M stood for mammal. In the upper right-hand corner of the label were two colored stickers — a red sunlike symbol and below that a blue star — indicating that the specimen in the box had been analyzed at various times by radioassay and X-rays. Mr. Kruszynski carefully removed the lid. Inside was a smaller box, fashioned from balsa wood and cardboard and covered with a glass lid, and inside that was the Kanam jaw.

He placed it on a padded mat, to cushion it from the hard surface of the table. “All yours to look at,” he said, and he went off to search for another fossil I hoped to see: a femur retrieved from an early medieval Saxon grave in Standlake, England, with an enormous growth that had also been diagnosed as a cancerous bone tumor.

I had thought I would be content just glimpsing the Kanam jaw. I never expected to be left alone with it and to be able to hold it in my hand. It was dark brown and unexpectedly heavy and dense. That shouldn’t have been surprising. It was a rock really, petrified bone. Once it had been part of a prehistoric man, or a proto-man. Two yellowed teeth were still in place, and there was a deep hole where the root of another tooth had been.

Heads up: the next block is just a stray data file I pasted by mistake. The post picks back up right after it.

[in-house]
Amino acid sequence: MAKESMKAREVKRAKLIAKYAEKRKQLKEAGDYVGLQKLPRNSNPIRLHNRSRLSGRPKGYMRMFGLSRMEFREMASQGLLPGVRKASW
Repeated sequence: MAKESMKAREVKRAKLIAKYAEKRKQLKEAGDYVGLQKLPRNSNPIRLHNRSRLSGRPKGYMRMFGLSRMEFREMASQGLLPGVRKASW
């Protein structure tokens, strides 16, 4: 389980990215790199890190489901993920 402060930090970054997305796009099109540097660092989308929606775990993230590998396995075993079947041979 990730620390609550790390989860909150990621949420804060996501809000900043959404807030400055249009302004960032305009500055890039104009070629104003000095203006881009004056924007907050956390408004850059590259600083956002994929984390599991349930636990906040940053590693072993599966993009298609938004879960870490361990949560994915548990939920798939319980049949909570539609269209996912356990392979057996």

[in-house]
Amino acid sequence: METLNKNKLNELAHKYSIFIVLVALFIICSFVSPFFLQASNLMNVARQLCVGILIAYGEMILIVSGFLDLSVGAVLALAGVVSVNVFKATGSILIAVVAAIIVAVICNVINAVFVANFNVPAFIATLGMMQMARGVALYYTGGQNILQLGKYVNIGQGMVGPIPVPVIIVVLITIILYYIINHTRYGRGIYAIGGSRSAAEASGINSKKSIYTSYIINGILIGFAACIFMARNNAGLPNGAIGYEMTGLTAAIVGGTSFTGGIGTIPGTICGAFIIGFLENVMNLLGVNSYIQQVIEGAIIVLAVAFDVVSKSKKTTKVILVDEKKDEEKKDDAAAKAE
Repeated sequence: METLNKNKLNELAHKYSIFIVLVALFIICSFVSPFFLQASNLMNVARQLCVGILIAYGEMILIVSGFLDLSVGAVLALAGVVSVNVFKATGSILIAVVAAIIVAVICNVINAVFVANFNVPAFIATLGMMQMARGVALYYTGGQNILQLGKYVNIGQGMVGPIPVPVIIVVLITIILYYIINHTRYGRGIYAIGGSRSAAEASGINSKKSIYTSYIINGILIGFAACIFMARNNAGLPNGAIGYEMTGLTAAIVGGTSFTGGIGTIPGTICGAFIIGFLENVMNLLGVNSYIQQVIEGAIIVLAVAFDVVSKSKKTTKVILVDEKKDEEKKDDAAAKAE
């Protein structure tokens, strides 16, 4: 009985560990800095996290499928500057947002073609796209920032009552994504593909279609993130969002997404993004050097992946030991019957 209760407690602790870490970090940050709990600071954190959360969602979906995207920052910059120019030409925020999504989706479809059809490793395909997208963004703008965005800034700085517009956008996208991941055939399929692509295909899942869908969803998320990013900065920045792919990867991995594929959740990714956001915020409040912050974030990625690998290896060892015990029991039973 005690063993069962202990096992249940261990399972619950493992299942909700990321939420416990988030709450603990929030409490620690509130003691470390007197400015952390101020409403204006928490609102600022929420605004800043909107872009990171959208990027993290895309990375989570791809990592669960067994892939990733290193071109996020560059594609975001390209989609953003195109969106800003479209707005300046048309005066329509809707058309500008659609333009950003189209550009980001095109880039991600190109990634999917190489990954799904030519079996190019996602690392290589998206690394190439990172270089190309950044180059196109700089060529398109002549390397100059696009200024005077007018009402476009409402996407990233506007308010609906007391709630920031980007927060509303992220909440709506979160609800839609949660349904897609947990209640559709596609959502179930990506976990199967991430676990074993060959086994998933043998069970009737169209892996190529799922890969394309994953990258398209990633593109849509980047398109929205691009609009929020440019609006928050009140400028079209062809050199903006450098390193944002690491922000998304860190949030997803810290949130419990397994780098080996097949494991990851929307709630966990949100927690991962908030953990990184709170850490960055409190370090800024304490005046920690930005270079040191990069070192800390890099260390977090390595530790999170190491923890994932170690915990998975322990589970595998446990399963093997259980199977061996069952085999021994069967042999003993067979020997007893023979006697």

Just below that, on the left inside curve of the jaw, was the tumor. It was bigger than I had expected, reminding me perversely of a type of candy from my childhood called a jawbreaker.

There was also a slight swelling on the outside of the jaw, and I could understand how people might argue endlessly over whether it was the remnant of a modern chin, as Leakey himself believed, or just part of the tumor. I could see where Leakey had sliced through the mass (some of his colleagues considered this sacrilege) to remove a section for further analysis. I could almost picture the rest of the head, its vacant eyes pleading for relief from inexplicable pain.